7) Tax credits for foreign subsidiaries – Sec. 323 is an extension of the “Look-through treatment of payments between related CFCs under foreign personal holding company income rules.” This gibberish sounding provision cost $1.5 billion from 2010 and 2011, and the US Chamber loves it. It’s a provision that allows US multinationals to not pay taxes on income earned by companies they own abroad.
8) Bonus Depreciation, R&D Tax Credit – These are well-known corporate boondoggles. The research tax credit was projected to cost $8B for 2010 and 2011, and the depreciation provisions were projected to cost about $110B for those two years, with some of that made up in later years.
Conveniently, the Joint Committee on Taxation in 2010 did an analysis of what many of these extenders cost. You can find that report here.
When the legislation that became known as “Obamacare” was first drafted, the key legislator was the Democratic Chairman of the Senate Finance Committee, Max Baucus, whose committee took the lead in drafting the legislation. As Baucus himself repeatedly boasted, the architect of that legislation was Elizabeth Folwer, his chief health policy counsel; indeed, as Marcy Wheeler discovered, it was Fowler who actually drafted it. As Politico put it at the time: “If you drew an organizational chart of major players in the Senate health care negotiations, Fowler would be the chief operating officer.”
What was most amazing about all of that was that, before joining Baucus’ office as the point person for the health care bill, Fowler was the Vice President for Public Policy and External Affairs (i.e. informal lobbying) at WellPoint, the nation’s largest health insurance provider (before going to WellPoint, as well as after, Folwer had worked as Baucus’ top health care aide). And when that health care bill was drafted, the person whom Fowler replaced as chief health counsel in Baucus’ office, Michelle Easton, was lobbying for WellPoint as a principal at Tarplin, Downs, and Young.
Whatever one’s views on Obamacare were and are: the bill’s mandate that everyone purchase the products of the private health insurance industry, unaccompanied by any public alternative, was a huge gift to that industry; as Wheeler wrote at the time: “to the extent that Liz Fowler is the author of this document, we might as well consider WellPoint its author as well.”
[…] More amazingly still, when the Obama White House needed someone to oversee implementation of Obamacare after the bill passed, it chose … Liz Fowler. That the White House would put a former health insurance industry executive in charge of implementation of its new massive health care law was roundly condemned by good government groups as at least a violation of the “spirit” of governing ethics rules and even “gross”, but those objections were, of course, brushed aside by the White House. She then became Special Assistant to the President for Healthcare and Economic Policy at the National Economic Council.
Now, as Politico’s “Influence” column briefly noted on Tuesday, Fowler is once again passing through the deeply corrupting revolving door as she leaves the Obama administration to return to the loving and lucrative arms of the private health care industry:
“Elizabeth Fowler is leaving the White House for a senior-level position leading ‘global health policy’ at Johnson & Johnson’s government affairs and policy group.”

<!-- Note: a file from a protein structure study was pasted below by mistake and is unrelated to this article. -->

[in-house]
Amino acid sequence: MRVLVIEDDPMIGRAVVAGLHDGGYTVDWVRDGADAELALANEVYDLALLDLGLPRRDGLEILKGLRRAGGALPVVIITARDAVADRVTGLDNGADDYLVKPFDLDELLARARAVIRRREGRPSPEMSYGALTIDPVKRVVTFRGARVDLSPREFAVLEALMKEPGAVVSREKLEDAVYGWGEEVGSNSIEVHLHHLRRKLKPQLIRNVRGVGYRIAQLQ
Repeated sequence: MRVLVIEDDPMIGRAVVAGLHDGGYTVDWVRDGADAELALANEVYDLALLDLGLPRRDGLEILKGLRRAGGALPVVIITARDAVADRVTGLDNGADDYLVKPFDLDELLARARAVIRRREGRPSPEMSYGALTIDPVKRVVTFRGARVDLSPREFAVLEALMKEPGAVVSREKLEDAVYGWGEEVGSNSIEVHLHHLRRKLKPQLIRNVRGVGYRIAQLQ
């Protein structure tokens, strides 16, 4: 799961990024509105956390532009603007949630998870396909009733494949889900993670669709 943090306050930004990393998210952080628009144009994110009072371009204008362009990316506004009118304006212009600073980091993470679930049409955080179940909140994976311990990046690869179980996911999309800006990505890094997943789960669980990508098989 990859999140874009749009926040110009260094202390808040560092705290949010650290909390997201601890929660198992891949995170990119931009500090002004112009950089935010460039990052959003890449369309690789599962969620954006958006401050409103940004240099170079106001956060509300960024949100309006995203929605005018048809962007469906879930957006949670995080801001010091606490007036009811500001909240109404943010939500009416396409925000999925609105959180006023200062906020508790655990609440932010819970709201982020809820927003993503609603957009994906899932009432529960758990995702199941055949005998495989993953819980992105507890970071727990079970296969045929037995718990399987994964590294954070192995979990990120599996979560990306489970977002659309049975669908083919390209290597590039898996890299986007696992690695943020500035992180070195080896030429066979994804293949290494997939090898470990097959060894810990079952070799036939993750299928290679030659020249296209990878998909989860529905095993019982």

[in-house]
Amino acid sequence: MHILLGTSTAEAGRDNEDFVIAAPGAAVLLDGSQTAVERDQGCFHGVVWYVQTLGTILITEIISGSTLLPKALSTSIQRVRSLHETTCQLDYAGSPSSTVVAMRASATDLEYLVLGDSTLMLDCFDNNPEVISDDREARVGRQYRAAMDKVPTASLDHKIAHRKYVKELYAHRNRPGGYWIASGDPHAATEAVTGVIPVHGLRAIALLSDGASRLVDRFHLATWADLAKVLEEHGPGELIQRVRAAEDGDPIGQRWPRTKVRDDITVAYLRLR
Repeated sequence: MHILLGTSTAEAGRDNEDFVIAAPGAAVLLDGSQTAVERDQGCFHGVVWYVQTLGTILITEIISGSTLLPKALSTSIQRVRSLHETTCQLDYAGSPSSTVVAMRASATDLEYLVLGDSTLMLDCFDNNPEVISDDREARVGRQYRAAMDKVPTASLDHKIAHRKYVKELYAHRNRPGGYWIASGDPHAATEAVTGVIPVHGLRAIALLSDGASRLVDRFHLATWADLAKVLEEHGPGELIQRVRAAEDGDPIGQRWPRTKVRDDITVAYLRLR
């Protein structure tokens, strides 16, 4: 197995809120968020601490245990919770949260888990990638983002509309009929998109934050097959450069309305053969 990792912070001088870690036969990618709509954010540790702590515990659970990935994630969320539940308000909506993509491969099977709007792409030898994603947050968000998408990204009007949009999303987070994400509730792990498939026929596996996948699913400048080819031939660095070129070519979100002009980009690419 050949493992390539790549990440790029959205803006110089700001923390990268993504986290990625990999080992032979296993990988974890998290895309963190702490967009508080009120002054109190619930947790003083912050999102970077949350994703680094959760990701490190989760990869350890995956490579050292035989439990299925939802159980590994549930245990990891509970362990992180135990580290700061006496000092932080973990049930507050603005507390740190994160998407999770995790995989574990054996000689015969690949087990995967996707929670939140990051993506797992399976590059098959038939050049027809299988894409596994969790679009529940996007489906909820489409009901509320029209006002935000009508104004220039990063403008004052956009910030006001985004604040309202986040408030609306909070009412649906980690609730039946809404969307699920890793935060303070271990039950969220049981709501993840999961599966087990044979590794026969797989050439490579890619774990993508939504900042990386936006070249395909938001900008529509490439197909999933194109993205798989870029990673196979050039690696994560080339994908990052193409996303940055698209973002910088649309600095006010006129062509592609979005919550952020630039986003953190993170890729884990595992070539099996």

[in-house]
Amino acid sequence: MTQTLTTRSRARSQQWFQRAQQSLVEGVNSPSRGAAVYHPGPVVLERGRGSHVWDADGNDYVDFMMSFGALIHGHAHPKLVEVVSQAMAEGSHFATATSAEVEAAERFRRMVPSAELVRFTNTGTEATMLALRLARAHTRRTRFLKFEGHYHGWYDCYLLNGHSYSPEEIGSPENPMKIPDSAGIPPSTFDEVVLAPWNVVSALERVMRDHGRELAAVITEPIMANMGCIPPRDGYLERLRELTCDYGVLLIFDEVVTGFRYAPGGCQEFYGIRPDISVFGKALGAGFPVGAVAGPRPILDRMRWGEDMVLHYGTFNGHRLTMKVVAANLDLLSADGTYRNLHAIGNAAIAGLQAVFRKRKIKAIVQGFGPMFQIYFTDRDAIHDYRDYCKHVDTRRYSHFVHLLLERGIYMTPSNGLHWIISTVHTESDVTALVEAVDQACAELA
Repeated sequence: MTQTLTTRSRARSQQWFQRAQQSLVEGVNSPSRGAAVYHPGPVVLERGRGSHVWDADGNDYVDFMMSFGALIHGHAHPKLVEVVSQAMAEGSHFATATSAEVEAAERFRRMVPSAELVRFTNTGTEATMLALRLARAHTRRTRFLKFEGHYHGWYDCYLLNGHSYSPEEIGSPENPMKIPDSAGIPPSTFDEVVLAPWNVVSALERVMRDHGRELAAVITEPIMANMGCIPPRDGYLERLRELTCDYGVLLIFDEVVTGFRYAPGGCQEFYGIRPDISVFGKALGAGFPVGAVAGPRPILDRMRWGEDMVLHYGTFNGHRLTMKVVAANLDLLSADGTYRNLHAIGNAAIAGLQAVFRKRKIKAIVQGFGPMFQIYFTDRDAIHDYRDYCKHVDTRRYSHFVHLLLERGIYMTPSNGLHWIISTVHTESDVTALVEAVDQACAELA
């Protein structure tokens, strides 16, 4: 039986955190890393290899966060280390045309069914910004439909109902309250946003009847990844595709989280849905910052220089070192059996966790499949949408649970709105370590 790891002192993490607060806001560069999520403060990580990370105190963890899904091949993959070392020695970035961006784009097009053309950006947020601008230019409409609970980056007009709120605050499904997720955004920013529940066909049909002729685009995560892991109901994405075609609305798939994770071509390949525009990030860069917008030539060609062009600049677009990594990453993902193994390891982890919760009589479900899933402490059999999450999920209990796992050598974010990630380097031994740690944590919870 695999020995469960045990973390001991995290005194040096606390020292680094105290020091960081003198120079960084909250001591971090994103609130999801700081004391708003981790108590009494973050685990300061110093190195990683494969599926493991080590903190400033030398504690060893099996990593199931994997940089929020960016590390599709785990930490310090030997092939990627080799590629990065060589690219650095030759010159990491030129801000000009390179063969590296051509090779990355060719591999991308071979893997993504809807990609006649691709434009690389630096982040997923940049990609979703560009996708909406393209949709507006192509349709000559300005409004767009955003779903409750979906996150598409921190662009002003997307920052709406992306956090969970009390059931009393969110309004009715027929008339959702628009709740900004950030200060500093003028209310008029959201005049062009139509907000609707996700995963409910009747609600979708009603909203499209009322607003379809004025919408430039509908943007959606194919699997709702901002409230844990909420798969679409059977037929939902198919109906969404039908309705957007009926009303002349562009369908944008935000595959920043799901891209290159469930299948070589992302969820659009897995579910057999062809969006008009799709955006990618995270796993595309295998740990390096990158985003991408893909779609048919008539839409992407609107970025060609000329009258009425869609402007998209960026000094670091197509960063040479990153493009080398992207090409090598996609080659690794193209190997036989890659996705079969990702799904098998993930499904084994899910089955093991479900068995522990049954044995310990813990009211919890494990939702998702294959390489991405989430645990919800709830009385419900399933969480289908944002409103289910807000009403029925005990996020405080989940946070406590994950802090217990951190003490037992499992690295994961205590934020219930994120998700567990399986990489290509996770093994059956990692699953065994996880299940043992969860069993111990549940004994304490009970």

The pharmaceutical giant that just hired Fowler actively supported the passage of Obamacare through its membership in the Pharmaceutical Researchers and Manufacturers of America (PhRMA) lobby. Indeed, PhRMA was one of the most aggressive supporters - and most lavish beneficiaries - of the health care bill drafted by Fowler. Mother Jones’ James Ridgeway proclaimed “Big Pharma” the “big winner” in the health care bill. And now, Fowler will receive ample rewards from that same industry as she peddles her influence in government and exploits her experience with its inner workings to work on that industry’s behalf, all of which has been made perfectly legal by the same insular, Versailles-like Washington culture that so lavishly benefits from all of this.
Despite paying $4.5 billion, including a record $1.26 billion criminal fine, BP will not be prohibited from receiving future government contracts because it is too big to debar. Federal contractors of a certain size get a pass on fraudulent or even criminal actions because the government relies so heavily on their services. Read more at Bloomberg Businessweek.
Ahead of negotiations over the so-called ‘fiscal cliff’ and what promises to be another fight over raising the debt ceiling, 63 CEOs representing the largest U.S. corporations, including several Wall Street firms, launched a campaign to supposedly ‘fix the debt.’ However, this campaign calls for additional corporate tax cuts by switching the U.S. to what’s known as a ‘territorial’ corporate tax system, along the lines of that proposed by Mitt Romney. According to a report by Institute for Policy Studies, the corporations involved could gain up to $134 billion in windfalls if Congress approves such a system, which exempts foreign earnings from the U.S. corporate income tax.
A territorial tax system actually rewards businesses that offshore jobs and investments. Corporate tax rates are already at a 40-year low of just 12.1 percent. Revenue from corporate taxes has plunged, despite a 60-year high in corporate profits.